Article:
An anniversary! It’s fifty years to the very day when I first went up to Cambridge University. Half a century – it doesn’t seem possible. I went up the old A10 with my long-suffering parents, who bore with my rather tense mood over lunch at some roadside hostelry in Ware, and helped me manhandle trunks, guitars and so on from the old Morris 1100 to my room on R staircase of Pembroke College.
After they left a lot of foundations were soon laid, once I’d got the lights fixed in my room. Joining the Folk Club at the Societies Fair determined my musical future. The invitation to the college Christian Union “squash” established friendships that continue today. And when the (then all male) college Juniour Parlour imported en masse the freshers of Homerton (then all female) teacher training college for a dance, I certainly saw, though didn’t clock, my future wife. But I did get acquainted with a girl who later became the excellent singer in our always under-rehearsed folk trio, Mangling Dun. I even started working, and only this year I saw the nice blonde girl from New Hall, part of my Physiology Practical foursome, on the TV, speaking authoritatively about viruses from China.
How different from the 2020 experience of new students like my great nephew, who have had the last year of school stolen from them, together with their exam results; who have been blamed for the tiny, but increasing, number of COVID “cases” over the summer, simply because they met each other and went on holiday, to distract attention from the escalating number of false positive tests and to give the excuse for more fear; and who arrived at college, paid their large fees, and then immediately got clapped into their rooms and threatened with being there for Christmas.
If that weren’t enough, they are well aware that the government has tanked the economy for decades to come, so that 40% of young British people now say they are not going to achieve their job ambitions, and the same percentage say they have no confidence in the future at all. Bear in mind they had already been told all last year, by Greta Thunberg and the Great and Good who adored her, that the whole damned planet will be gone by the time they are old enough to have kids.
But let me fast-forward in my own university career to 1973, when my efforts to come to grips with the New Left bias of my social psychology studies (run by the Social and Political sciences department, not the Medical Sciences) were enormously helped by a book by one Os Guinness.
Bear in mind how this was very soon after the world-changing Student Uprising that began in Paris in 1968 and then spread around the free world. Cambridge was in my day still troubled by militant leftists, who were deplatforming or shouting down speakers they didn’t like, organising sit-ins heavily managed to look democratic but actually to be radical, and doing it all in the name of “the student body” because our Students Union fees were paid out of our college fees and we had no say in the matter. Plus ça change…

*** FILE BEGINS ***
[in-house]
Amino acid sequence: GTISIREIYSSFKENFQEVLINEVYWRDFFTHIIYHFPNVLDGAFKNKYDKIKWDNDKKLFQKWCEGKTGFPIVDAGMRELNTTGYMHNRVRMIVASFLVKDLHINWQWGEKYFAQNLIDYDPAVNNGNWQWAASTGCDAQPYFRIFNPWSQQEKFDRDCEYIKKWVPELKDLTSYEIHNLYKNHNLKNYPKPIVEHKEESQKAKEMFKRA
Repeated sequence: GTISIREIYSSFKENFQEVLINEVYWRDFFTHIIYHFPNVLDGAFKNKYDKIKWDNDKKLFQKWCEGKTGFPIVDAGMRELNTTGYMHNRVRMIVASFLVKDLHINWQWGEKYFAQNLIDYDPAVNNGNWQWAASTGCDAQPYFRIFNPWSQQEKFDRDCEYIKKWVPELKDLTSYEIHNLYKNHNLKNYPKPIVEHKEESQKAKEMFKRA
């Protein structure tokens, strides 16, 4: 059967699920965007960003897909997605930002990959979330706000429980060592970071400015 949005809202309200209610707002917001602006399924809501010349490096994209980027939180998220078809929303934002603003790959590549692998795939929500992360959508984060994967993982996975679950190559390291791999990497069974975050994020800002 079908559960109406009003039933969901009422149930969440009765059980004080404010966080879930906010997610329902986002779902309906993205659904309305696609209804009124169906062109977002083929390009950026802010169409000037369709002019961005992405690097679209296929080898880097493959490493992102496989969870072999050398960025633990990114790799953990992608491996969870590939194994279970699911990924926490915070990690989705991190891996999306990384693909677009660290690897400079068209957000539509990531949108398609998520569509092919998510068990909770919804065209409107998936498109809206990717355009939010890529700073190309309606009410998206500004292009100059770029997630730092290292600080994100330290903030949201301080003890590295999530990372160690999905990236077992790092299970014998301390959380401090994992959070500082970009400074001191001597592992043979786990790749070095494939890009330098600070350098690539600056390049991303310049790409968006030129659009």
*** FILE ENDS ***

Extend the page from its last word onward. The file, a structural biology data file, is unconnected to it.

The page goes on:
The Union had, as was inevitable, been thoroughly taken over by the radical left. The Students Union is not to be confused with the more famous “Cambridge Union,” which is a starchy debating society run by future government ministers and self-promoters like Arianna Huffington, then Stassinopoulos. My anatomy partner Tim gave me the gossip on it all before a bike accident terminated his Cambridge experience. One of his rivals there is now the Master of Pembroke, which is how it works in this country. Nevertheless, the Maoists and Trotskyites in the other Union did OK in the Establishment as well, and there was more than a fair share of them teaching in the social sciences.
I bought Os Guinness’s extraordinary work The Dust of Death from the Christian Union bookstall, on the recommendation of the leaders there, and it set the direction of my thinking about the forces operating in society, from that day to this. That’s why I quote from it in my e-book about the current world situation, Seeing Through Smoke.
The young Guinness was then resident at Francis Schaeffer’s L’Abri in Switzerland. He took the trouble to travel to America and tour extensively, picking up information about the whole counter-culture and its meaning, which he delivered as a series of ten informal lectures back at L’Abri. That became the basis for his first book. Apart from medical texts, it was the thickest book I owned at the time.
After Cambridge Os Guinness continued to be a source of inspiration. We moonlighted at Spurgeon’s Westminster Chapel, where he was briefly the minister before he discovered that his true vocation was in sociological comment. I learned about the crucial Puritan teaching on the vocation of all believers from him.
We heard a remarkable series of seminars he gave at the Greenbelt Festival in 1984. His razor-sharp clarity of thought when answering unscripted questions, combined with a wealth of off-the-cuff quotes from great thinkers and a sound grasp of, and reliance on, Scripture showed me, at a time of great personal doubt, that Christianity was intellectually solid.
It may even be from one of his more anecdotal quotes that I got the line, “I knew Christianity was true – but I didn’t know it was that true!” Incidentally, he also wrote an excellent book on Doubt itself, which was immensely helpful to me in that period. And of course, he even has an iconic Irish Stout named after him (no coincidence – he is related to the brewing family).
Anyway, having started this piece with an anniversary from half a century ago, let me end with another. The Dust of Death has just been reissued by IVP, since although written so long ago it still has great relevance to the times in which we are, after a manner of speaking, living. Here’s a great interview with Os by Eric Metaxas, which is well worth your time, if only to experience the astonishing lucidity of the man’s thought.